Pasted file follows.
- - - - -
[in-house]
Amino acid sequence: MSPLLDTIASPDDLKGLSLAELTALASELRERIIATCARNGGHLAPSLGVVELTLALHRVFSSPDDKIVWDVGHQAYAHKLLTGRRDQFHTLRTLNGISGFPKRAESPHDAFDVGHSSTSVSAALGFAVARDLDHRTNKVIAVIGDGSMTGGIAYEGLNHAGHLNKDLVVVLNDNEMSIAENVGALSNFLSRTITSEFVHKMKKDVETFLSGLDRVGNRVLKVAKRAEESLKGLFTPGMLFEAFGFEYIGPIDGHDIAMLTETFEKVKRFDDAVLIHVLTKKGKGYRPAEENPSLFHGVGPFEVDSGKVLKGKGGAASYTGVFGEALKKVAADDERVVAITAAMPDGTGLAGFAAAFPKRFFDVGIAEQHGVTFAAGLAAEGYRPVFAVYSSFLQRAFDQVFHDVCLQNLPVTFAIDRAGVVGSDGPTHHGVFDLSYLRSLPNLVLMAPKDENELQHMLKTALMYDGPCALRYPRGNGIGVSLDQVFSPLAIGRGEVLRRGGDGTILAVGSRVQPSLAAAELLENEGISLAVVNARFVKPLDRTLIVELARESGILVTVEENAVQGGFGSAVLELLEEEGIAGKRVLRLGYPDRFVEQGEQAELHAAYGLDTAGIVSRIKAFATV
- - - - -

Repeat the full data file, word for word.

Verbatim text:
[in-house]
Amino acid sequence: MSPLLDTIASPDDLKGLSLAELTALASELRERIIATCARNGGHLAPSLGVVELTLALHRVFSSPDDKIVWDVGHQAYAHKLLTGRRDQFHTLRTLNGISGFPKRAESPHDAFDVGHSSTSVSAALGFAVARDLDHRTNKVIAVIGDGSMTGGIAYEGLNHAGHLNKDLVVVLNDNEMSIAENVGALSNFLSRTITSEFVHKMKKDVETFLSGLDRVGNRVLKVAKRAEESLKGLFTPGMLFEAFGFEYIGPIDGHDIAMLTETFEKVKRFDDAVLIHVLTKKGKGYRPAEENPSLFHGVGPFEVDSGKVLKGKGGAASYTGVFGEALKKVAADDERVVAITAAMPDGTGLAGFAAAFPKRFFDVGIAEQHGVTFAAGLAAEGYRPVFAVYSSFLQRAFDQVFHDVCLQNLPVTFAIDRAGVVGSDGPTHHGVFDLSYLRSLPNLVLMAPKDENELQHMLKTALMYDGPCALRYPRGNGIGVSLDQVFSPLAIGRGEVLRRGGDGTILAVGSRVQPSLAAAELLENEGISLAVVNARFVKPLDRTLIVELARESGILVTVEENAVQGGFGSAVLELLEEEGIAGKRVLRLGYPDRFVEQGEQAELHAAYGLDTAGIVSRIKAFATV